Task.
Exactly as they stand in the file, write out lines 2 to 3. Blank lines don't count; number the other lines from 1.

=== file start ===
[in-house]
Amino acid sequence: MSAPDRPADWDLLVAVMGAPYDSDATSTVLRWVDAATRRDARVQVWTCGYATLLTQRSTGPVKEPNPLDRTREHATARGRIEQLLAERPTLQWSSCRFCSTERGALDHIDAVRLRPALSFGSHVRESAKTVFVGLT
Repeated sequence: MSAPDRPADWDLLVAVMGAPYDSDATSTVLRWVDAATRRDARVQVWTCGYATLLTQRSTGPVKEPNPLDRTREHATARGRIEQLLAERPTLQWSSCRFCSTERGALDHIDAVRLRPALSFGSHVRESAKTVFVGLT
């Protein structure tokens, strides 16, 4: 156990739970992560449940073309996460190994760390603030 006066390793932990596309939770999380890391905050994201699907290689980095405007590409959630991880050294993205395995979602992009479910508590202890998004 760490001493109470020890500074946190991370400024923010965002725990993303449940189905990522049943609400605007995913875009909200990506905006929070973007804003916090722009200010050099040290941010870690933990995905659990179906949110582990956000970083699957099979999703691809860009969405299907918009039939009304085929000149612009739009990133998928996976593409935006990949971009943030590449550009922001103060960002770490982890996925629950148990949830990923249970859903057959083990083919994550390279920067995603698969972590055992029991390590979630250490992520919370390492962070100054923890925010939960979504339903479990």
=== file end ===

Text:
Amino acid sequence: MSAPDRPADWDLLVAVMGAPYDSDATSTVLRWVDAATRRDARVQVWTCGYATLLTQRSTGPVKEPNPLDRTREHATARGRIEQLLAERPTLQWSSCRFCSTERGALDHIDAVRLRPALSFGSHVRESAKTVFVGLT
Repeated sequence: MSAPDRPADWDLLVAVMGAPYDSDATSTVLRWVDAATRRDARVQVWTCGYATLLTQRSTGPVKEPNPLDRTREHATARGRIEQLLAERPTLQWSSCRFCSTERGALDHIDAVRLRPALSFGSHVRESAKTVFVGLT